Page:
Friday, April 10, 2009

Mounting Evidence for Diesel Engine Emission Health Hazards

Non-cancer health effects of diesel exhaust: A critical assessment of recent human and animal toxicological literature
Authors: Thomas W. Hesterberg a; Christopher M. Long b; William B. Bunn a; Sonja N. Sax b; Charles A. Lapin c; Peter A. Valberg b
a Navistar, Inc., Warrenville, Illinois, USA
b Gradient Corporation, Cambridge, Massachusetts, USA
c Lapin & Associates, Glendale, California, USA

Critical Reviews in Toxicology, Volume 39, Issue 3 March 2009 , pages 195 - 227


We reviewed laboratory and clinical studies bearing on the non-cancer health effects of diesel exhaust (DE) published since the 2002 release of the US EPA Health Assessment Document for Diesel Engine Exhaust. We critically evaluated over 100 published articles on experimental research, focusing on their value for predicting the risk of non-cancer health effects in humans exposed to DE. Recent animal studies provide insight into the potential mechanisms underlying observed respiratory and cardiovascular health responses; however, because of Human controlled-exposure studies provide new evidence of lung inflammatory effects and thrombogenic and ischemic effects of inhaled DE, albeit for older-model diesel engines and concentrations that are much higher (~300 μg/m3) than typical ambient or even occupational levels.unrealistically high DE concentrations, the mechanisms elucidated in these studies may not be relevant at lower DE exposure levels. Although larger in number, and suggestive of possible mechanisms for non-cancer health effects at elevated DE levels, interpretation of this recent group of clinical-study findings and laboratory-animal results remains hindered by inconsistencies and variability in outcomes, potentially irrelevant DE-exposure compositions, limitations in exposure protocols and pathways, and uncertainties in extrapolation and generalization. A mechanism of action that allows reliable prediction of adverse health effects at DE-exposure levels typical of the present-day ambient and occupational environment has not emerged. Because of changing diesel-engine technology, inhalation studies using realistic environmental and occupational exposures of new-technology diesel exhaust are of critical importance.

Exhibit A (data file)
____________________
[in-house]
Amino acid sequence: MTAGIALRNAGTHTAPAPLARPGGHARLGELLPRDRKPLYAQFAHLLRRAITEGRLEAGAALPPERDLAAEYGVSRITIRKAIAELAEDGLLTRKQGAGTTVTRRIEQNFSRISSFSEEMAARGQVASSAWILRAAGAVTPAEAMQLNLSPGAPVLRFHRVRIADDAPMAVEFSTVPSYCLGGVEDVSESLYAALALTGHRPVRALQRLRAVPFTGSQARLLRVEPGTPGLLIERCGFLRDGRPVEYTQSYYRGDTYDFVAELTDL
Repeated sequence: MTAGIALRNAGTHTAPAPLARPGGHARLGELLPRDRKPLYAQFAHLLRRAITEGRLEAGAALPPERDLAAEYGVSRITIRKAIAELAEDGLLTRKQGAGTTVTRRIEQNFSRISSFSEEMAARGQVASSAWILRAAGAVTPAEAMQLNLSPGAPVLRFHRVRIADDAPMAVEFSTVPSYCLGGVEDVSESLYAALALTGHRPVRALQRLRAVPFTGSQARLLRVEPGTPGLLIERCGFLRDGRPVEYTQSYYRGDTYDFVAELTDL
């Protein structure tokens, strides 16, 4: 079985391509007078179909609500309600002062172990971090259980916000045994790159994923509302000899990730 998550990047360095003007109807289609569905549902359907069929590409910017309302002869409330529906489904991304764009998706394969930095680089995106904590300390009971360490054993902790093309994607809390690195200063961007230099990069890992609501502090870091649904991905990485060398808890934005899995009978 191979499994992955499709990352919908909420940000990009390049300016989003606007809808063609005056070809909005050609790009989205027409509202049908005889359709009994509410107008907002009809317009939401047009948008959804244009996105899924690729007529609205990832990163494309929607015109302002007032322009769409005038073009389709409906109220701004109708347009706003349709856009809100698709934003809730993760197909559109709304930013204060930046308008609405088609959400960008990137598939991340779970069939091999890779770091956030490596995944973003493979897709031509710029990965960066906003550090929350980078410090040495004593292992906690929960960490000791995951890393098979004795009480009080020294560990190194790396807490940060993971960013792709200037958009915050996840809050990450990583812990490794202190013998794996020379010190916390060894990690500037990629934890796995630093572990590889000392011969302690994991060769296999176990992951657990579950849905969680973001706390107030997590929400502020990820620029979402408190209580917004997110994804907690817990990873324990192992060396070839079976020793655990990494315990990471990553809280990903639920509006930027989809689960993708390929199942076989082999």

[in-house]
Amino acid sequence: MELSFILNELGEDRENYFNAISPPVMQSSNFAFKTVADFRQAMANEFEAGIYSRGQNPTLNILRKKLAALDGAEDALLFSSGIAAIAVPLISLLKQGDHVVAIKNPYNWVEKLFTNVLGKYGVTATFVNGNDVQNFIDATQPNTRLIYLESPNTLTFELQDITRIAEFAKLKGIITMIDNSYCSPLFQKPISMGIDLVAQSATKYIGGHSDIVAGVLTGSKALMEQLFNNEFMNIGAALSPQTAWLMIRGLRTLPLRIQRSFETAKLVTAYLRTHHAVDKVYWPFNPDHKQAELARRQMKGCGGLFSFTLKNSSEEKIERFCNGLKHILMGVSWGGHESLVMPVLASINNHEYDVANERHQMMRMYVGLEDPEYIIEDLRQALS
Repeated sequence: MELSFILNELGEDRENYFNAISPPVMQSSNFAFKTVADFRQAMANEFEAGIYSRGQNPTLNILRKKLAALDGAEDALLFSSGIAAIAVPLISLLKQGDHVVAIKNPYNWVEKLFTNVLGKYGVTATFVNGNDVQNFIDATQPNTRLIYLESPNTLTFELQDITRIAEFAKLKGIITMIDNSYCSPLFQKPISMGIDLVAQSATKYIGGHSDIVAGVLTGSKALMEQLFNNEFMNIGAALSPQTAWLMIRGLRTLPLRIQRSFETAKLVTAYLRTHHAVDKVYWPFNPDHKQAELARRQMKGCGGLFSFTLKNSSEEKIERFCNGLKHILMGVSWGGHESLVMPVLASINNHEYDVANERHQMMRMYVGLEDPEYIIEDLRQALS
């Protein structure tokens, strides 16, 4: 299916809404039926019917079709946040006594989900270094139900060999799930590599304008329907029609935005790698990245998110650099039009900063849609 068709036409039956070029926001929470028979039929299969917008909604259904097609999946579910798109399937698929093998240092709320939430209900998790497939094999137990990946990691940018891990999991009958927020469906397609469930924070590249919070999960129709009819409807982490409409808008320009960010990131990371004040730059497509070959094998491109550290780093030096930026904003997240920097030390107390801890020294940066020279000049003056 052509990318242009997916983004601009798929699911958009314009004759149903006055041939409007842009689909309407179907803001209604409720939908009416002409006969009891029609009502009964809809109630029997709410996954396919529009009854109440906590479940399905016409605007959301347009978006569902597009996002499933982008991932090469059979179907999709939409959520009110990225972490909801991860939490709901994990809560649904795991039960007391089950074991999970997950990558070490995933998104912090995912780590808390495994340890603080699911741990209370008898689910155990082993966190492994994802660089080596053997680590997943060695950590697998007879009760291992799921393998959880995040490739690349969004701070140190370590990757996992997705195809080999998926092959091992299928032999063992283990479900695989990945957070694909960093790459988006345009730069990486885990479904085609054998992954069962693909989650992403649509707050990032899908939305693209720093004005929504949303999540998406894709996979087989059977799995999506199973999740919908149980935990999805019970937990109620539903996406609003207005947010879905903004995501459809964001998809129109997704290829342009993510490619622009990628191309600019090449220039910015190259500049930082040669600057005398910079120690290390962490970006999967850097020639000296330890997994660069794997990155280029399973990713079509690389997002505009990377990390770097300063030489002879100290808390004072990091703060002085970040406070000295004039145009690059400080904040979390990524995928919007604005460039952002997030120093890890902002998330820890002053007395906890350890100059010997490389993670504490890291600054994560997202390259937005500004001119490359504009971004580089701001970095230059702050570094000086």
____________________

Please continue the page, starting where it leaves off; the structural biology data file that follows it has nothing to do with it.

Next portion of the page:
BrooklynDodger(s) comments:
Given the source, Navistar, the conclusion that more evidence is needed to regulate isn't surprising. Certainty deniers will always be able to argue that the concentrations needed to demonstrate toxic potential in small groups of animals and people over a short period of time are "unrealistic." There are two dozen studies of truck drivers and railroad personnel - large enough groups exposed to DPM for a long enough time. These groups suffer excess mortality from lung cancer.

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